If you intend to buy penny stocks, you should steer clear of any deal involving prime banks or financial instruments.

Be Wary of the Pump and Dump When Buying Penny Stocks

The pump and dump scheme is another scheme which has become more common with the proliferation of the Internet. This particular scheme is incredibly common among people buying penny stocks, so pay close attention here.

Basically, a group of savvy investors persuasively hype a low value, high volatility stock to a large number of targeted investors. This hype causes a rush of buys which in turn drives the vulnerable stock briefly upwards. As the stock rises, the small group who initiated the hype then sells off the stock before the stock returns to its normal value.

You'll often find this illegal technique executed through email newsletters, and penny stock newsletters have become strangely widespread in recent years. I suppose as more people explore the possibility of buying penny stocks, more sharks appear to exploit the eager new investors too impatient to do their due diligence.

The pump and dump scheme is most often used with penny stocks (also referred to as micro cap stocks or small cap stocks). These stock are traded on the OTCBB (Over-the-Counter Bulletin Board) or with Pink Sheets. This is because smaller companies on these stock exchanges are lesser known and don't have to fulfill the same public standards as stocks on the major exchanges. Thus it is much easier to temporarily manipulate public data on them.

The Billion Dollar Penny Stock Fraud Industry

People are too impatient and too eager to get rich quick. Just as people continually ask does p90x work instead of getting their butts off the couch and finding out for themselves, people are constantly finding themselves suckers to fraudsters when it comes to investing.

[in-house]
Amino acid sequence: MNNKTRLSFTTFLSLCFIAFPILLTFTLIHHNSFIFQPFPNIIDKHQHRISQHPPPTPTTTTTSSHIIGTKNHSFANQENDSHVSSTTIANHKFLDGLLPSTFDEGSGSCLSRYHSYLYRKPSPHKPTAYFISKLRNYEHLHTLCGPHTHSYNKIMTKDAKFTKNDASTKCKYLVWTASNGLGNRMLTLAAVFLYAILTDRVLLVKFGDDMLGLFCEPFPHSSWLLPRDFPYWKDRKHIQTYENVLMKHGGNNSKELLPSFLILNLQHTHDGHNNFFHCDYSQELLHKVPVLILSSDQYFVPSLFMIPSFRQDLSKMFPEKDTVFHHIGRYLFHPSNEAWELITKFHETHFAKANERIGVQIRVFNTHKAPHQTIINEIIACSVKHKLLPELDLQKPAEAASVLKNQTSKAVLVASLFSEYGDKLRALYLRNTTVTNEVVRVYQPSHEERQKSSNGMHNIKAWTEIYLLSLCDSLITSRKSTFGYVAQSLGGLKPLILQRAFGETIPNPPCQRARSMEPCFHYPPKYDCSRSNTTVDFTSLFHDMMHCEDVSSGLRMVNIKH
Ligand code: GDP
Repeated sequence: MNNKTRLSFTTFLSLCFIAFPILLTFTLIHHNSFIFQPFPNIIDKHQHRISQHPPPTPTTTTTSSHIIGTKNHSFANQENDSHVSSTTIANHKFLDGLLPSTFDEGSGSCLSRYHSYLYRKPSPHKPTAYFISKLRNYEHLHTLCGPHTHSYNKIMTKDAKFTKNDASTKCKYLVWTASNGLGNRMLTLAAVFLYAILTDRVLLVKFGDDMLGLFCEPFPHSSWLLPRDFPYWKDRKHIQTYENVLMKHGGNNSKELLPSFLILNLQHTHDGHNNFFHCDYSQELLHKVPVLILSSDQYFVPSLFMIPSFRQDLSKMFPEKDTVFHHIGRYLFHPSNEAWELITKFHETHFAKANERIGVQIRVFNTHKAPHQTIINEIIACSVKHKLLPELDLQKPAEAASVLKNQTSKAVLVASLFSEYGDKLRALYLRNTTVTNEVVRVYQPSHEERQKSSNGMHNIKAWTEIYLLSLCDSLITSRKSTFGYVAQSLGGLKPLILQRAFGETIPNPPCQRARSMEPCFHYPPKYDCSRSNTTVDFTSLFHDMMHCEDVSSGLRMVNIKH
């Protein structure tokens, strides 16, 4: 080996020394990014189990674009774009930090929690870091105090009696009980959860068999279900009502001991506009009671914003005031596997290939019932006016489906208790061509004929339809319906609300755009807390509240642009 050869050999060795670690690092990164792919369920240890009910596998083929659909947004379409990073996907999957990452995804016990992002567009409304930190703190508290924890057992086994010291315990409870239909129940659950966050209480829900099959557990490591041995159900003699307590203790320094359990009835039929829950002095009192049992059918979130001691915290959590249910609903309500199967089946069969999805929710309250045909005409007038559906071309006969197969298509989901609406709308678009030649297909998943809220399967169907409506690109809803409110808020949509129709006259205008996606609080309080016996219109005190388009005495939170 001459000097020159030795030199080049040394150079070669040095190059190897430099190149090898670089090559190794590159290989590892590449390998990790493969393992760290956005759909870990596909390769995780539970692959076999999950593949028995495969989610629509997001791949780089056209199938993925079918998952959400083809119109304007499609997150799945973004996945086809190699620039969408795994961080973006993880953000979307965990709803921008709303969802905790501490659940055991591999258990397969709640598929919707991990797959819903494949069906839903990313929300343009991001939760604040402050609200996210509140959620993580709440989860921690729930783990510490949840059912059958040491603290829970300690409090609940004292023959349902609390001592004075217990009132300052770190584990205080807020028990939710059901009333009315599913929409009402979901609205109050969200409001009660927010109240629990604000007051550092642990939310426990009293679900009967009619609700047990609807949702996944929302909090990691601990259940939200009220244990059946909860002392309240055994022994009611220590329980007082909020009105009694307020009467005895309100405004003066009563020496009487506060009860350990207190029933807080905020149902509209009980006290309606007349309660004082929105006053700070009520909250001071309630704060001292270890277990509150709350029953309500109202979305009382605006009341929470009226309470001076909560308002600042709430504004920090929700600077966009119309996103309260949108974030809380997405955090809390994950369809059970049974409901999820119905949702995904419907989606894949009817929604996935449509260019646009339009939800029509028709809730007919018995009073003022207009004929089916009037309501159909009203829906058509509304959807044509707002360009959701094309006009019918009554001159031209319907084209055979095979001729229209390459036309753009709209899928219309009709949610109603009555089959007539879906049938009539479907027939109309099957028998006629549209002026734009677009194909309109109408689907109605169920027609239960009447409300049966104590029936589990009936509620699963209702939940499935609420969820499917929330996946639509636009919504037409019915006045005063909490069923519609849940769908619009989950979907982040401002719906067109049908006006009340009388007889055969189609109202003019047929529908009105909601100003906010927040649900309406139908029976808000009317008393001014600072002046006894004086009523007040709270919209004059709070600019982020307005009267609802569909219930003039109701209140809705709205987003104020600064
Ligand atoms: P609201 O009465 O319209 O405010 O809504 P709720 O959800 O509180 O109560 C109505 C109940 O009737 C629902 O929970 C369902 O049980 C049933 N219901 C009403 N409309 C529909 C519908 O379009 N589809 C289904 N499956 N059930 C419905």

Microcap stocks are stock with market capitalization below $250 million. Microcap fraud is more of a blanket term for all the schemes I have described so far but as applied to microcap stocks or penny stocks. Penny stocks are generally microcap stocks that trade for under $5 per share.

Despite being well-known and very illegal, microcap fraud has been formally estimated to involve billions of dollars every fiscal year. So as you wade into the waters to buy penny stocks, I urge you to exercise caution and skepticism.

Before You Start Buying Penny Stocks...

As begin buying penny stocks, how can you avoid all these clever attempts to pray on the naive and the hopeful? Be very skeptical of bulletin board trading; you often do not have verified information on the posting identity. Be wary of any Internet newsletters, especially newsletters which come with any degree of hype whatsoever.

Such penny stock trading newsletters are almost always composed for paid promotions. And remember the golden rule: if something sounds to good to be true, it probably isn't. I know that sounds so obvious and mundane, but if you really audit your trading activity with this understanding, you'll steer clear of many disasters.

And last but certainly not least, should you become involved in or suspect a scam or scheme of some kind, do us all a favor and contact the Securities and Exchange Commission (SEC).

Investment scams on the Web really are not new; they are just different manifestations of classic schemes which have persisted for decades. But these scams persist because so many people are so full of desperate hope that they'll do anything to get an edge. And unfortunately, because of their volatility, penny stocks are the most susceptible to almost all of these skins.

So before you start buying penny stocks, be reasonable and be vigilant and always do your due diligence.